THE RELEVANCE OF SOCIAL PROTECTION OR SAFETY NETS FOR THE MARGINALISED POPULATION
UPSC MAINS SOCIOLOGY SYLLABUS
Paper 2 – Section C
(vii) Challenges of Social Transformation:
(a) Crisis of development: displacement, environmental problems and sustainability.
(b) Poverty, deprivation and inequalities.
(c) Violence against women.
(d) Caste conflicts.
(e) Ethnic conflicts, communalism, religious revivalism.
(f) Illiteracy and disparities in education.
Social protection is concerned with protecting and helping those who are poor and vulnerable, such as children, women, older people, people living with disabilities, the displaced, the unemployed, and the sick. There are ongoing debates about which interventions constitute social protection, and which category they fit under, as social protection overlaps with a number of livelihoods, human capital and food security interventions. Social protection is commonly understood as “all public and private initiatives that provide income or consumption transfers to the poor, protect the vulnerable against livelihood risks and enhance the social status and rights of the marginalised; with the overall objective of reducing the economic and social vulnerability of poor, vulnerable and marginalised groups”.
Safety nets’ are a form of social protection which help people meet immediate basic needs in times of crisis. Typical short-term goals are to mitigate the immediate impact of shocks and to smooth consumption. Other forms of social protection aim at longer-term development and enabling people to move permanently out of poverty.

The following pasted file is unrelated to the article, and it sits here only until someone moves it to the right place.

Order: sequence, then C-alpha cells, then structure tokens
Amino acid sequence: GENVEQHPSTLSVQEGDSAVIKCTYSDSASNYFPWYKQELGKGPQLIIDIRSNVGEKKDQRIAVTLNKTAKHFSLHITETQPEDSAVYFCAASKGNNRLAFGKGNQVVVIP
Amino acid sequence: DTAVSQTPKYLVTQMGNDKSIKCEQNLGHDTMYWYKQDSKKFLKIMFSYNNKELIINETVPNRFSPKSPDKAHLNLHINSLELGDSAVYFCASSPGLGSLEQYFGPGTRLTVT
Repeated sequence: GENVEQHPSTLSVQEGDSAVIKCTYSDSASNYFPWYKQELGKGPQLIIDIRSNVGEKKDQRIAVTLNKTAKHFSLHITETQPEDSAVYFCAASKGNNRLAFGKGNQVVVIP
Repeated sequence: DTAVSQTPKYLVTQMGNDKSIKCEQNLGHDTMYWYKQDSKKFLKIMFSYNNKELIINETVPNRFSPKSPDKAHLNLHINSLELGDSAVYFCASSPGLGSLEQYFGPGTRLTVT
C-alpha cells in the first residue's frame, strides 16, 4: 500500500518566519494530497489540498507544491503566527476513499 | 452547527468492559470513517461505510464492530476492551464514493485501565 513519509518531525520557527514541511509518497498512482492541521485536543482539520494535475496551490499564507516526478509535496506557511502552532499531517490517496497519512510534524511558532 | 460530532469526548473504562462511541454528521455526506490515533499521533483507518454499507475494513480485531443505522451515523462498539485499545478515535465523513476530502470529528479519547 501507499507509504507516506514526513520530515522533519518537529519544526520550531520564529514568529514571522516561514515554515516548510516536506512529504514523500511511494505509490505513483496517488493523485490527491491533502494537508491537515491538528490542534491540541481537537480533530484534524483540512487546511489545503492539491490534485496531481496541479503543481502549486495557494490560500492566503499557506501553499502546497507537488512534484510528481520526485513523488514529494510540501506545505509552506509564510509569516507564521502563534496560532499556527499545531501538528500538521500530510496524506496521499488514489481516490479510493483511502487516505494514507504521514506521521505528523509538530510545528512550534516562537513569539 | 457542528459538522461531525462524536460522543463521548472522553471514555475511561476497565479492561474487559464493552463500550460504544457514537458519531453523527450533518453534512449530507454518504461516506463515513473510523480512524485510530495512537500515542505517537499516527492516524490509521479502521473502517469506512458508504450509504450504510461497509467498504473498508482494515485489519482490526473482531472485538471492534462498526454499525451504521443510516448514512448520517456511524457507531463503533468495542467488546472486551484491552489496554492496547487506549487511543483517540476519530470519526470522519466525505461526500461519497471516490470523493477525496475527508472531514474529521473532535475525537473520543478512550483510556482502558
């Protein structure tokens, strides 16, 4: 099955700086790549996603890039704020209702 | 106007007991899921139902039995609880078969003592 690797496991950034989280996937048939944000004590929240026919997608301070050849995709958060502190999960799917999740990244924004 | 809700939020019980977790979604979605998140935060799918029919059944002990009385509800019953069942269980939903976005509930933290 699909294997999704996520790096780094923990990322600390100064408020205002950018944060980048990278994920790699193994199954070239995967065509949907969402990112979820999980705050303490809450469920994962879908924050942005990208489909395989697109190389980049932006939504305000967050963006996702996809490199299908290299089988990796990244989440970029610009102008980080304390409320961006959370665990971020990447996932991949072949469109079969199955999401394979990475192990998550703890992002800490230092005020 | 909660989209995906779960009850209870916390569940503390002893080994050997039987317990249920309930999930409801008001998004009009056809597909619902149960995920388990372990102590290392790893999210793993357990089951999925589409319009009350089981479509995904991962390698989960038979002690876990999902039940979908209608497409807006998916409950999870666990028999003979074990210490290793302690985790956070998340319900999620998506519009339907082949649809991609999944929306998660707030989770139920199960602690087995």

TYPES OF SOCIAL PROTECTION
Labor market interventions are policies and programs designed to promote employment, the efficient operation of labor markets, and the protection of workers.
Social insurance mitigates risks associated with unemployment, ill-health, disability, work-related injury, and old age, such as health insurance or unemployment insurance.
Social assistance is when resources, either cash or in-kind, are transferred to vulnerable individuals or households with no other means of adequate support, including single parents, the homeless, or the physically or mentally challenged.
WHO NEEDS SOCIAL PROTECTION AND WHY ?
Childhood: when social protection is most crucial
Early childhood is a pivotal period of accelerated physical, cognitive and psychological development. Experiences during this time can have life-long effects. Available data show that most countries provide periodic cash benefits to children and families. Coverage of such benefits is universal in most developed countries but low in many developing countries, where the needs are greatest. In the last two decades, tax- financed social assistance has helped extend the reach of programmes to children and families in less developed countries. On average, Governments currently invest only 1.1 per cent of their gross
domestic product (GDP) in child and family benefits (excluding spending on health).
From youth to adulthood: turning risks into opportunities
The transition to adulthood can be a time of enormous opportunities—but also risks. Globally, the youth unemployment rate is twice as high as the total unemployment rate. Even if they do find a job, young people are overrepresented in so-called vulnerable employment, often in the informal sector. Failing to invest in youth—by, for instance, limiting access to unemployment insurance for first-time job seekers or providing health care to workers in formal employment only—can have long-term costs, including squandered human capital and social unrest. Excluded young people miss out on opportunities for training and
skills development. Furthermore, young parents who live in poverty cannot afford to invest in the health and education of their children, perpetuating the cycle of inter-generational poverty.
Old age: responding to a rapidly ageing population